As the road climbs from the East Timorese hillside town of Railaco and its Our Lady of Fatima parish, through jungle peppered with wild coffee trees, the air cools.
At the top of the mountain, an aging four-wheel-drive stacked with plates, spoons and a massive pot of soupy stew turns up a narrow road, then a narrower one, and then finally hauls itself up a stretch of sodden grass to a small, whitewashed church atop the village of Cocao.
The vehicle comes to a halt on a some flat land behind the church and in front of a small hall. Dozens of thin, children appear every which way out of the jungle, along muddy roads and descending hillsides. It is time for some food, and Christina Da Cruz and her colleague Leonora Mendonsa are here to provide as much nutrition to as many kids as they can.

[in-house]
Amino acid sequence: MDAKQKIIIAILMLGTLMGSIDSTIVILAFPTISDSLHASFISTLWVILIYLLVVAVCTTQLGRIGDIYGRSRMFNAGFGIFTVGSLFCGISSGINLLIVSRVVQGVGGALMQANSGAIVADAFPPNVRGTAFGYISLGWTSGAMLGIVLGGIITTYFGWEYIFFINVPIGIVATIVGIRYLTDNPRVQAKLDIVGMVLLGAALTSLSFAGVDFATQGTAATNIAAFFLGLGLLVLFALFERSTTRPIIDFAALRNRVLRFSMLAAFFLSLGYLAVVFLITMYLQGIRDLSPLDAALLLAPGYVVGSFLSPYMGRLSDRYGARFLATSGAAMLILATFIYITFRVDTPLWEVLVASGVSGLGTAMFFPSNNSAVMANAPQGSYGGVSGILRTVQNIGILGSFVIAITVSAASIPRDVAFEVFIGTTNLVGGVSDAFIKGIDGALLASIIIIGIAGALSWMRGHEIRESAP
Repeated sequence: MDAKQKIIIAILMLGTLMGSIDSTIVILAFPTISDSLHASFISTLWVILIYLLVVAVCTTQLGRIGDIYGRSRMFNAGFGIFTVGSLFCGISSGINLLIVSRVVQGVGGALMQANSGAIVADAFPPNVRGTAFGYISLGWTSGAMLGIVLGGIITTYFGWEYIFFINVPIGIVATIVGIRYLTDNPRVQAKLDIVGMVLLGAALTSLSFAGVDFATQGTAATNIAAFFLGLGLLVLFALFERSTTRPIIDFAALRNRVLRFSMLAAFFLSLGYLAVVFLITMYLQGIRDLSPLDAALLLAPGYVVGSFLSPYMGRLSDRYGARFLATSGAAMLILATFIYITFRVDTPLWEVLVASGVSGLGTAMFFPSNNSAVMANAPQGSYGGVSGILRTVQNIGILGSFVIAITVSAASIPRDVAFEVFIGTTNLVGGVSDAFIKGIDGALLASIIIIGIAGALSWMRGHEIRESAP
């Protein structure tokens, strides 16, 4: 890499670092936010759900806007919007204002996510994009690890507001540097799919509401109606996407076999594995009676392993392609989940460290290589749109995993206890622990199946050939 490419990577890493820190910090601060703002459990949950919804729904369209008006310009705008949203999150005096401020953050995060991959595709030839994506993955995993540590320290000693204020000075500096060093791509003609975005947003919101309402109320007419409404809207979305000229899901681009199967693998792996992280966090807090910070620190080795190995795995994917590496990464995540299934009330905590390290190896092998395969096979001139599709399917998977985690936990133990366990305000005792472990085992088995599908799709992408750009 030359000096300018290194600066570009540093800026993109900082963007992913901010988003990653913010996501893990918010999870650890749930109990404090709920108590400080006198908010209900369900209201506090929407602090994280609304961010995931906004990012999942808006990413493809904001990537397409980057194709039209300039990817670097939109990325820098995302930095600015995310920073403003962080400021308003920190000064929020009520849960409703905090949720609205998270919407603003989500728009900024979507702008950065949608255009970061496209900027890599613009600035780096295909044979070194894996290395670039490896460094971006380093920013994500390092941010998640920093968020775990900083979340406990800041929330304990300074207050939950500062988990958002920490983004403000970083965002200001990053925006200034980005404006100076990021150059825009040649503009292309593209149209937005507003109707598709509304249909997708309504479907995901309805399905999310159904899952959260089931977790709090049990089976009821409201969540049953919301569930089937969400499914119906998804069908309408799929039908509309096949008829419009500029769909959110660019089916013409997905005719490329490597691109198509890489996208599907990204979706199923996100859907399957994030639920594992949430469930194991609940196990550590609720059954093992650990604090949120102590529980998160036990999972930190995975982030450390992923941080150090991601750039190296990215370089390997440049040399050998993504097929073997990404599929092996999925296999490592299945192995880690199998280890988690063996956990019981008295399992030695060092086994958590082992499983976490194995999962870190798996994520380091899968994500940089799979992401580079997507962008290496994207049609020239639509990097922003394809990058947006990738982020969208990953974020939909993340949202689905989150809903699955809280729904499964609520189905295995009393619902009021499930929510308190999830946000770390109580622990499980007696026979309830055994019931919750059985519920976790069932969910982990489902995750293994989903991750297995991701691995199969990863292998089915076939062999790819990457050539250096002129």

Here, in one of Southeast Asia’s poorest countries, where about 90 percent of the population is Catholic, almost 42 percent of the people get by on less than $1.54 a day, according to the Asian Development Bank. Even official government statistics peg child malnutrition at 30 percent, one of the highest rates anywhere in the world.
Before the meal, the children are organized into two groups and participate in learning and self-expression exercises, mixed with some religious education, for about 30 minutes. After the clapping, chatting and a little singing are over, the children converge on the back of the now-opened truck.
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